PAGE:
Song of the Day #4,216: ‘Immigrant Song’ – Led Zeppelin

In lieu of today’s Random Weekend selection, and ahead of my top ten movies of the 2010s kicking off tomorrow, I thought I’d offer up a few thoughts on the Marvel Cinematic Universe.

I considered putting one of the Marvel films on my Top 20. I likely would have gone with Avengers: Endgame and used it as a catchall representing the whole 11-year achievement. I decided not to get cute with just one slot on the list when the rest was honoring individual films. And none of the individual Marvel movies placed in my top five in a given year.

That said, it’s hard to ignore what producer Kevin Feige and the MCU team pulled off, releasing 23 interconnected films over 11 years, almost all of them critical and commercial successes.

Phase Three, in particular, which runs from 2016’s Captain America: Civil War through last summer’s Spider-Man: Far From Home, has been a triumph in popular filmmaking.

That stretch includes my three favorite Marvel films (Taika Waititi’s Thor: Ragnarok, Ryan Coogler’s Black Panther, and the Russo Brothers’ Avengers: Endgame), the first two splendid examples of how talented auteurs can put their unique stamp on franchise property, and the third an alternately somber and thrilling culmination of the whole enterprise.

It also includes the Spider-Man films Homecoming and Far From Home, which introduced the best incarnation of the character yet in Tom Holland. And in Captain Marvel, we were given the first female lead in the MCU and a fun 90s time capsule to boot.

Martin Scorsese famously dismissed the MCU films as “not cinema,” though his argument turned out to be more against the proliferation of franchise movies on the big screen, and subsequent crowding out of smaller movies, than it was about the movies themselves (movies he admits he hasn’t even seen).

Having watched all 23 films, and ready to line up for Black Widow in May, I know I can defend quite a few of them as cinema. They are transporting, funny, exciting, sometimes sad. I’ve seen them capture the imagination of my younger daughter in the same way the Indiana Jones and Star Wars films did for me at her age.

I share Scorsese’s concern about non-franchise films getting pushed from big screens to small. I’m encouraged to see movies such as Knives Out, Once Upon a Time in Hollywood, Parasite and Little Women hitting it big at the box office just last year. I also enjoyed Marriage Story and Scorsese’s own The Irishman on Netflix, and I realize that will likely be how I discover more and more films going forward.

But I don’t believe it’s fair to pin that trend on one franchise, especially one as creative and carefully curated as this one. The upcoming Phase Four of the MCU includes movies by directors Chloé Zhao and Destin Daniel Cretton, two celebrated independent filmmakers. We will see gay and transgender characters in billion dollar franchise films, and more representation for Black and Asian actors.

And if the last 11 years are any indication, those movies will be thoughtful, exciting, and a whole lot of fun.

Maybe that’s not “cinema,” but it’s a pretty good way to spend a few popcorn-fueled hours with my family on a Friday night.

(2, 3, 4)

Ahh! Ahh!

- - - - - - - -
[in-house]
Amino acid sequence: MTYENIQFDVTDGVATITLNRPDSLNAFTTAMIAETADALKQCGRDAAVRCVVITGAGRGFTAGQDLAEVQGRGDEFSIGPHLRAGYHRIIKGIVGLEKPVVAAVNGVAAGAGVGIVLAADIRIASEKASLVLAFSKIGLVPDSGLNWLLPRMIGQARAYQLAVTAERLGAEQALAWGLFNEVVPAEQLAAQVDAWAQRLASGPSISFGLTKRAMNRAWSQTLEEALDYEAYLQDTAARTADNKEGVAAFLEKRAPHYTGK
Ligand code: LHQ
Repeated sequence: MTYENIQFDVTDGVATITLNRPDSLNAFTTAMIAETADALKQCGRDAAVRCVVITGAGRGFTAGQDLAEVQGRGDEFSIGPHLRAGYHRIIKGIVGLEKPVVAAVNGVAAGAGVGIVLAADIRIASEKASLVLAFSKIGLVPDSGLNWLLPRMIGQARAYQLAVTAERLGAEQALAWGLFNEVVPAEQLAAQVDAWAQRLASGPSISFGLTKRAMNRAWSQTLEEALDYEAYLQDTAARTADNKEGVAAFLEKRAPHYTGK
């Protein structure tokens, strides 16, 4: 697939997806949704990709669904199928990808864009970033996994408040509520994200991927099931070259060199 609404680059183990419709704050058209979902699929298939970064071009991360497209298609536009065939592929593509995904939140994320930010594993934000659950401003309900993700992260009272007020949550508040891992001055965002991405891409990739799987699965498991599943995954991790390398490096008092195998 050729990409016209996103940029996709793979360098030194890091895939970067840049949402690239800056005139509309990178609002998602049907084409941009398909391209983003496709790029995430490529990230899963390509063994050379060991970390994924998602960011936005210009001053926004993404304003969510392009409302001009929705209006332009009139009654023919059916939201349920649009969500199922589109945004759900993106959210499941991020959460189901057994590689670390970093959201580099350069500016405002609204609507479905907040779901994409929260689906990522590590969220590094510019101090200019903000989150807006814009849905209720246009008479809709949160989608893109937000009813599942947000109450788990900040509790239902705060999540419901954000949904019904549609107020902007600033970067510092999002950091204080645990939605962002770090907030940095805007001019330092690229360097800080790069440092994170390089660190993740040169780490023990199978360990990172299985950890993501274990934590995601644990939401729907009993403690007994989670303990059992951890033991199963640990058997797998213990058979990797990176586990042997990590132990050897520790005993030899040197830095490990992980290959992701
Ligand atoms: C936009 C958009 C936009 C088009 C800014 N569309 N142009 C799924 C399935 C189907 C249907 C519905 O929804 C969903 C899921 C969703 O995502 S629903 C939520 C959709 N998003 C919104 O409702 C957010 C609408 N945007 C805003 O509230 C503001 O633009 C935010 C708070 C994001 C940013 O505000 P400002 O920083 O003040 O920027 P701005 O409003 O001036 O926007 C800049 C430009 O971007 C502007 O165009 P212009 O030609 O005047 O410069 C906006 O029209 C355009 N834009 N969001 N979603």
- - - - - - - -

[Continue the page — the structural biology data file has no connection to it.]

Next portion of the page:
We come from the land of the ice and snow
From the midnight sun where the hot springs flow

[Verse 1]
The hammer of the gods
Will drive our ships to new lands
To fight the horde, sing and cry
Valhalla, I am coming

On we sweep with threshing oar
Our only goal will be the western shore

Ahh! Ahh!
We come from the land of the ice and snow
From the midnight sun where the hot springs flow

[Verse 2]
How soft your fields so green
Can whisper tales of gore
Of how we calmed the tides of war
We are your overlords

On we sweep with threshing oar
Our only goal will be the western shore

[Verse 3]
So now you’d better stop
And rebuild all your ruins
For peace and trust can win the day
Despite of all your losing

2 thoughts on “Song of the Day #4,216: ‘Immigrant Song’ – Led Zeppelin

  1. Dana Gallup says:

    For me, there is a distinction between cash-grabbing sequels of movies that were initially intended to stand alone vs. series such as Marvel movies, Star Wars, Harry Potter, etc. In fact, while Marvel movies are undoubtedly big budget affairs that make huge money, I really don’t think Marvel is driven by money when making them.

    I also think these types of films likely saved the movie theater industry, as it pushed theaters to create an experience beyond what can now be achieved at home with a large TV. At the same time, the emergence of Netflix, Amazon, etc. allows for smaller films to be made and find an audience even if those films have been crowded out of the theaters. Indeed, I would argue that, but for the big films like those from Marvel, there may be far fewer theaters around at all, and the fact that most of those theaters are multiplexes with smaller screens other than the Dolby, IMAX, etc., actually allows the smaller films to be shown there rather than only on TV.

    So Scorsese should probably be thanking Marvel for keeping theaters open, rather than bemoaning that these movies are crowding out other works of “cinema.”😀

  2. Amy says:

    While I agree with all of your observations, I can’t help but think your same reluctance to select one of these great films – that pretty much defined the whole damn decade – on your best of decade list, to recognize both that specific film and, symbolically, the whole MCU, is akin to why the films often don’t get the recognition they deserve at awards shows.

    I somehow think Black Panther could have taken Mama Mia 2’s spot. 😜

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